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Sheriff’s Office in Montana Uses DNA Evidence to Solve Cold Case Double Murder Going All the Way Back to 1956


The Cascade County Sheriff’s Office in Montana has finally closed out a 1956 double homicide of two teenagers, in what the lead investigator believes is the oldest murder case to be solved using forensic genealogy nationwide.

Sixty-five years ago, the bodies of 18-year-old Lloyd Duane Bogle and his girlfriend, 16-year-old Patricia Kalitzke, were found near Bogle’s car, both dead from gunshot wounds to the head. According to a report in the Great Falls Tribune, leads at the time dried up, and although around 35 suspects were considered—including gangster James Joseph “Whitey” Bulger, Jr.—all were eventually ruled out as the killer. The case sat unresolved for decades.

But according to the report, a few breaks over the years have finally led investigators to believe that Kenneth Gould, a former Great Falls resident who died in 2007, likely killed the teenagers.

First, in 1988, detective Phil Matteson started working in the Cascade County Sheriff’s Office evidence room, which still contained the Kalitzke-Bogle homicide evidence, according to the Tribune. In 2001, Matteson had a microscopic slide of a vaginal swab taken from Kalitzke’s body sent for analysis in what was then standard for autopsies, and that lab found a sperm cell that did not belong to Bogle, the paper reported.

Then, in 2018, the case of the Golden State Killer was solved using forensic genealogy, or the process of matching suspects’ DNA to data uploaded on commercial ancestry websites in order to find possible relatives to the suspect. The next year, Cascade County detectives worked with a lab to perform additional testing on the DNA evidence found on Kalitzke’s body in 2001, and found a possible family connection after uploading the sample to genealogical websites, according to the Tribune report.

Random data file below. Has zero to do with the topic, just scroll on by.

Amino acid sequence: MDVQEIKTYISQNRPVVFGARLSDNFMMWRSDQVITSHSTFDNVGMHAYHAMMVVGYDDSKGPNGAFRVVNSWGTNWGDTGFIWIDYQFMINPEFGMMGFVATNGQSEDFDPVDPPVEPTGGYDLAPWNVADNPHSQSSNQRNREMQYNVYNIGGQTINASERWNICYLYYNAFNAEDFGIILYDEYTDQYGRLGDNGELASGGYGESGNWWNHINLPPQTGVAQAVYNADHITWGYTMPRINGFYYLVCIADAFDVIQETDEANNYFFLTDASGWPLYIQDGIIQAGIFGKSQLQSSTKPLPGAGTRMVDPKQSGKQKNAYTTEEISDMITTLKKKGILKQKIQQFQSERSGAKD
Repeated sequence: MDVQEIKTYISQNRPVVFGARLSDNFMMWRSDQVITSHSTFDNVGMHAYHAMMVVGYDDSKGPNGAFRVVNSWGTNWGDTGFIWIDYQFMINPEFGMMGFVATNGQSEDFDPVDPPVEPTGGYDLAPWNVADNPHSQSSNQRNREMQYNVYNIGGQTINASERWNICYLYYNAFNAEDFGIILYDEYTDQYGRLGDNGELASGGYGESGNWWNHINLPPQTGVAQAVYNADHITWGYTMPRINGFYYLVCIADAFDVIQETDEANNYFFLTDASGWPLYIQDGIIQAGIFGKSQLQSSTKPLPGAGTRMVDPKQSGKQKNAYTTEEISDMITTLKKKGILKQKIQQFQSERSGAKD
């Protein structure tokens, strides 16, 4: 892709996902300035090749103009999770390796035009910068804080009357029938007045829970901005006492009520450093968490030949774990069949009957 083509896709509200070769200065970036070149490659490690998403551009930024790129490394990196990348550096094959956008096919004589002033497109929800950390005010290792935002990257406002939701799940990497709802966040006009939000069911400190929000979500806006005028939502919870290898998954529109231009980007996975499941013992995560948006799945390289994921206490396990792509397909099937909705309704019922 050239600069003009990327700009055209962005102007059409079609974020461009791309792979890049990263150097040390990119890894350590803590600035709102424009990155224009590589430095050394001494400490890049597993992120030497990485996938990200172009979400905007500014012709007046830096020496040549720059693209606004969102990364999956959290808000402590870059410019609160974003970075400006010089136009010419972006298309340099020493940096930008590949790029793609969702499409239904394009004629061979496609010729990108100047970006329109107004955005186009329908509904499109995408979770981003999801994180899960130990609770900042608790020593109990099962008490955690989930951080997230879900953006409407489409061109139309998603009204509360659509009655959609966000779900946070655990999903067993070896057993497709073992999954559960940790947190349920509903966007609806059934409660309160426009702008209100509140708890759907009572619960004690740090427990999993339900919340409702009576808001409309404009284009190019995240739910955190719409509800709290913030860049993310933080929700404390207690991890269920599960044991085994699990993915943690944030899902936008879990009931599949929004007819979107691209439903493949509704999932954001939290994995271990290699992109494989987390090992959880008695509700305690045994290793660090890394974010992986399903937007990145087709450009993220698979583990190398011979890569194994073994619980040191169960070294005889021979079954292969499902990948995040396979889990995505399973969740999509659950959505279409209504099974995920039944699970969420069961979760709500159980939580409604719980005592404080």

Lead investigator Sgt. Jon Kadner told Law&Crime that when forensic genealogy firm Bode Technology confirmed DNA connections to the sample he had sent, it was a turning point in cracking the case.

“When they basically built the family tree back from those known test takers that have a familial relationship to that known suspect, I was pretty confident that we were going to get to the bottom of it and get it solved,” Kadner said, adding that Gould “wasn’t on anybody’s radar” in connection with the case, and that he hasn’t found any mention of Gould in the case documents.

Kadner said that although neither Kalitzke nor Bogle had many living relatives, solving the case still helped answer a lifetime’s worth of questions.

“I talked to the wife of Duane [Bogle’s] brother, and he was a very successful man, but she said that he still struggled with it for most of his life, not having that closure and those answers,” Kadner told Law&Crime.

Gould was cremated after his death, so investigators asked Gould’s surviving children for samples to verify the match. Kadner said working with them on the case was relatively straightforward.

“She was pretty matter of fact about it,” Kadner said of one of Gould’s children whose DNA was identified as a familial connection. “She really couldn’t dispute that her DNA matched the suspect’s sample. Basically what she had said was: ‘Sometimes you just don’t know everybody’s secrets.'”

Kadner said it was the oldest case he could find in the country to be solved with forensic genealogy.

According to the Tribune, Gould would have been 29 years old when he killed Kalitzke and Bogle. After the murders, his family eventually moved to 1967 and did not return to Montana. Gould did not have a criminal history and was not considered a suspect during the initial investigation, the Tribune report said.

[Image via Sgt. Jon Kadner]

Editor’s Note: This story was updated post-publication to add details, quotes and material provided by Sgt. Jon Kadner.

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